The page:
Maidan rally
© Sputnik/Stringer
Kiev's memorial rally dedicated to 7th anniversary of Maidan revolution.
The arrest of Viktor Medvedchuk, the leader of Kiev's largest opposition party, shows US interference in Ukraine is all about winning a standoff with Russia and has nothing to do with promoting democracy or advancing human rights.

America often likes to insist that its approach to foreign policy is one of championing liberty and defeating authoritarianism. In the minds of many of Washington's officials, US hegemony is synonymous with the cause of liberal democracy. They have done an excellent job in framing the Ukraine crisis through this lens - but is it rooted in reality?

The narrative put forward by Western commentators and politicians is that Kiev's aspirations for democracy and freedom necessitate its turn toward the EU and US, but are continuously undermined by Moscow's belligerence and desire to assert imperial-style control over the nation. The West, supposedly motivated solely by the altruistic values of democracy and human rights, "stands by" the country against the Russian aggressor.

Once the audience believes that premise, reporting on all events in the region ends up being seen in that light alone. However, to what extent does the US actually support Ukraine? Washington has gone against the democratic will and interest of its citizens at every turn, leaving it profoundly divided, with American oversight only granting political legitimacy to a certain group of Ukrainians.

The Orange Revolution

Following the collapse of the Soviet Union, Ukraine took a two-track approach to foreign policy, cooperating with both the West and Russia. Common sense dictated that Kiev could only deliver national unity and economic prosperity by positioning itself as a bridge between Russia, its colossal neighbor, and the West. However, the expansion of NATO meant pressure mounted to choose one side over the other, either become part of the "new Europe," or stand outside of it with Russia. Efforts to pull it into the US-led military bloc for "protection" from Moscow did not reflect the democratic will of its people, but instead was an effective ultimatum.

In 2004, anti-corruption protests against the graft-ridden political system swept Kiev. Western states intervened, supporting the protests, and hijacked the agenda by linking democracy, human rights and proper government to joining the NATO/EU sphere. However, only a small minority of Ukrainians actually backed membership of the bloc at that point.

Thus, without democratic support, the US pursued its geopolitical ambitions by engineering an artificial sense of "people power." American 'non-governmental organizations', funded by the US state and staffed by former government officials, took an active part in the so-called Orange Revolution of 2004. For example, Freedom House was a leading sponsor of the uprising, and was chaired by former CIA Director James Woolsey. Yet, the prevailing narrative was nonetheless that US intelligence agencies had become humanitarian organizations merely supporting the will of the people.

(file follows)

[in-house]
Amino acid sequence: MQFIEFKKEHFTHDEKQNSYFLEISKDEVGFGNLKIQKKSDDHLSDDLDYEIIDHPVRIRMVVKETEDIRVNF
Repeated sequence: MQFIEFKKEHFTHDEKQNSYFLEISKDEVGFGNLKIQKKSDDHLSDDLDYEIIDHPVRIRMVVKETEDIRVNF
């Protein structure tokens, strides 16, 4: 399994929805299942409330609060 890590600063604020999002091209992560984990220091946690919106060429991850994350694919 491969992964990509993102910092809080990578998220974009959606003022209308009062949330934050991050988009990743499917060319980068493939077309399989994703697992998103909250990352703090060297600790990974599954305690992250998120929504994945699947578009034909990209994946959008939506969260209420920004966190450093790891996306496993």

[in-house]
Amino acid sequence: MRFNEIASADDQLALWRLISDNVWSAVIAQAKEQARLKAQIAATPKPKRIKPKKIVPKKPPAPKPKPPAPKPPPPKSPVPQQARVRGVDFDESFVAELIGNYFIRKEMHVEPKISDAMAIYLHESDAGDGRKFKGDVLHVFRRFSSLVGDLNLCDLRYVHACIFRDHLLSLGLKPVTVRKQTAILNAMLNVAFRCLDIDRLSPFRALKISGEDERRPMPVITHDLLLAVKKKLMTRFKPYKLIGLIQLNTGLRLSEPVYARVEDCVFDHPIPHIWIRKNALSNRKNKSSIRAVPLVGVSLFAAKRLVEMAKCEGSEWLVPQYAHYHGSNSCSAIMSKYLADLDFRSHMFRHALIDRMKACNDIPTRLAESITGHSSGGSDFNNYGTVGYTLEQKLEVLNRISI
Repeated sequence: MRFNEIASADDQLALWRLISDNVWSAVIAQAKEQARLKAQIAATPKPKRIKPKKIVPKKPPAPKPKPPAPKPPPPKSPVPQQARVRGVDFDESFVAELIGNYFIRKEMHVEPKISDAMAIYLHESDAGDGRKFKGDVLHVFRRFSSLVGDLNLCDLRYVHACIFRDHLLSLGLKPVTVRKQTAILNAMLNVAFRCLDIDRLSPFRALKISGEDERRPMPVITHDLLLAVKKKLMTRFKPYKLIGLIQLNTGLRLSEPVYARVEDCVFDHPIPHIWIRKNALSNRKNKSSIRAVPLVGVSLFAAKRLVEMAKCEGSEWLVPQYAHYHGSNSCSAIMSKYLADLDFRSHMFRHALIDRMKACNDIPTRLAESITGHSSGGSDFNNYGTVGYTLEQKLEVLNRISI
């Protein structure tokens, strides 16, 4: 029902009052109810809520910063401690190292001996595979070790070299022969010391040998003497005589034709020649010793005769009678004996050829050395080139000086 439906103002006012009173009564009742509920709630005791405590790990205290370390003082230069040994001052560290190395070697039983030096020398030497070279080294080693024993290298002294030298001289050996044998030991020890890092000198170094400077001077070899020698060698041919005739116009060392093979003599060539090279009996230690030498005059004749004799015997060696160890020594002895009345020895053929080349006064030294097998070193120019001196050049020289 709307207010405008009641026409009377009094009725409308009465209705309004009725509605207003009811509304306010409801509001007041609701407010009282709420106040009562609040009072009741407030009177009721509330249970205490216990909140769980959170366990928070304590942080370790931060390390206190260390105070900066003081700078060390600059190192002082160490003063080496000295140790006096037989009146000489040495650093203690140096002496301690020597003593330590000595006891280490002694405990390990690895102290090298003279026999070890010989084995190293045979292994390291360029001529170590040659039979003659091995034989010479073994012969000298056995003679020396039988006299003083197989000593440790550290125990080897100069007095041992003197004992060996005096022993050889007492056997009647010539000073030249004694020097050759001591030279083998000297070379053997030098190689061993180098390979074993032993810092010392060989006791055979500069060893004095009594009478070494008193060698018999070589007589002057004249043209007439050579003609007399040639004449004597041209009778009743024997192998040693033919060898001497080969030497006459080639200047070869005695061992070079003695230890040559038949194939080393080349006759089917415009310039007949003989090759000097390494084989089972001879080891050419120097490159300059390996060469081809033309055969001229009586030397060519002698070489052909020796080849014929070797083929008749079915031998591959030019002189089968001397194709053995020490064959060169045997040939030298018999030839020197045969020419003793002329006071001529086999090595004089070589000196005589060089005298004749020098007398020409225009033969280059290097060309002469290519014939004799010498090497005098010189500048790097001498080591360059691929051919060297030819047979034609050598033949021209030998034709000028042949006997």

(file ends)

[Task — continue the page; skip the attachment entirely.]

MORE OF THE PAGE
After President Viktor Yushchenko was installed to lead Kiev's new pro-Western, anti-Russian government, the country became more fragmented and tensions quickly rose with Moscow. Yet, polls consistently revealed that only approximately 20% of the population desired NATO membership and views of Russia remained positive. Nonetheless, the West insisted that it was standing up for Ukraine and in 2008 NATO promised that it "will become" a member of the bloc. This "support" was not consistent with the domestic reality, with a poll at the time revealing that 58% were opposed to membership and only 23.6% in favor.

Furthermore, only 15% of Ukrainians considered NATO actually would offer it "protection," while 43% deemed the bloc to be a "threat."

Toward the end of his term, Newsweek named President Yushchenko the world's most unpopular leader due to his remarkable 2.7% approval rating. At the next election, in 2010, Ukrainians elected Viktor Yanukovich as president in what the OSCE defined as a free and fair election. Yet, he was never lauded with proper democratic legitimacy from the West due to his lack of ambitions to align with and sign up to their "democratic club." Under Yanukovich, Kiev restored its status as a neutral nation by not looking to join any military blocs. During that period, the government sought national unity by respecting the rights of Russian-speakers. This was a version of Ukrainian democracy that the West simply didn't want.

The Maidan Revolution

Kiev's then-strategy of balancing itself between Russia and Western Europe failed in 2013 after the EU presented Ukraine with a zero-sum integration scheme. Just 37% of Ukrainians were even interested in membership of the geopolitical union, but in the eyes of Brussels and Washington, Yanukovich had betrayed his democratic mandate by failing to accept the EU's Association Agreement. Western powers supported the protests and riots, even though they lacked the support of the majority of Ukrainians. Even fewer supported an all-out coup.